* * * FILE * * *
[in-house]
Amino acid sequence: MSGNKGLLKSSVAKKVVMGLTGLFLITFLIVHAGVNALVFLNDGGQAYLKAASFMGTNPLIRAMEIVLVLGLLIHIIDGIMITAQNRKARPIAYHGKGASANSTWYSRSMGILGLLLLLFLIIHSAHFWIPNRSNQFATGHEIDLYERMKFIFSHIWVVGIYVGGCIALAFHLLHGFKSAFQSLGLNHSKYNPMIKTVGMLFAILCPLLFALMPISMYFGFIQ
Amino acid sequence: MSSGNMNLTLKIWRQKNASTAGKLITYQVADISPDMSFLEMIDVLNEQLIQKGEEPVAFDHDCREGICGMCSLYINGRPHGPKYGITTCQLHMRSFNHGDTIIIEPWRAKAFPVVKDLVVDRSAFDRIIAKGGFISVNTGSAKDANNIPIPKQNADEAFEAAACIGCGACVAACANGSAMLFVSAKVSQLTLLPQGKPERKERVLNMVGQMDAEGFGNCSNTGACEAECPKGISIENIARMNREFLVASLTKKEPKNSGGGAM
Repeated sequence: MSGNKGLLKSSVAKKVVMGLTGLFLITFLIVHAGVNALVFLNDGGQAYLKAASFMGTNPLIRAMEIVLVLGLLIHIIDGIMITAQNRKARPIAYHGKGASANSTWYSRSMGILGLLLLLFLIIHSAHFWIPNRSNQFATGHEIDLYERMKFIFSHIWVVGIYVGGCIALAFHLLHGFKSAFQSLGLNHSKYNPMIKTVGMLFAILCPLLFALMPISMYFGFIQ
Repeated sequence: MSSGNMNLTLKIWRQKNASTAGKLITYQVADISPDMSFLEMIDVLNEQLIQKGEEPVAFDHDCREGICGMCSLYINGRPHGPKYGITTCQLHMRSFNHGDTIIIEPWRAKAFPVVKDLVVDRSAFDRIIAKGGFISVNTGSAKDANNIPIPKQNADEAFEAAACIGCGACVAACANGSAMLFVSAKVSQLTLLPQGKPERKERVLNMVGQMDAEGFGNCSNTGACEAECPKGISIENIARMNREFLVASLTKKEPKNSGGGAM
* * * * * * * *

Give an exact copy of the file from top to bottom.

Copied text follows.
[in-house]
Amino acid sequence: MSGNKGLLKSSVAKKVVMGLTGLFLITFLIVHAGVNALVFLNDGGQAYLKAASFMGTNPLIRAMEIVLVLGLLIHIIDGIMITAQNRKARPIAYHGKGASANSTWYSRSMGILGLLLLLFLIIHSAHFWIPNRSNQFATGHEIDLYERMKFIFSHIWVVGIYVGGCIALAFHLLHGFKSAFQSLGLNHSKYNPMIKTVGMLFAILCPLLFALMPISMYFGFIQ
Amino acid sequence: MSSGNMNLTLKIWRQKNASTAGKLITYQVADISPDMSFLEMIDVLNEQLIQKGEEPVAFDHDCREGICGMCSLYINGRPHGPKYGITTCQLHMRSFNHGDTIIIEPWRAKAFPVVKDLVVDRSAFDRIIAKGGFISVNTGSAKDANNIPIPKQNADEAFEAAACIGCGACVAACANGSAMLFVSAKVSQLTLLPQGKPERKERVLNMVGQMDAEGFGNCSNTGACEAECPKGISIENIARMNREFLVASLTKKEPKNSGGGAM
Repeated sequence: MSGNKGLLKSSVAKKVVMGLTGLFLITFLIVHAGVNALVFLNDGGQAYLKAASFMGTNPLIRAMEIVLVLGLLIHIIDGIMITAQNRKARPIAYHGKGASANSTWYSRSMGILGLLLLLFLIIHSAHFWIPNRSNQFATGHEIDLYERMKFIFSHIWVVGIYVGGCIALAFHLLHGFKSAFQSLGLNHSKYNPMIKTVGMLFAILCPLLFALMPISMYFGFIQ
Repeated sequence: MSSGNMNLTLKIWRQKNASTAGKLITYQVADISPDMSFLEMIDVLNEQLIQKGEEPVAFDHDCREGICGMCSLYINGRPHGPKYGITTCQLHMRSFNHGDTIIIEPWRAKAFPVVKDLVVDRSAFDRIIAKGGFISVNTGSAKDANNIPIPKQNADEAFEAAACIGCGACVAACANGSAMLFVSAKVSQLTLLPQGKPERKERVLNMVGQMDAEGFGNCSNTGACEAECPKGISIENIARMNREFLVASLTKKEPKNSGGGAM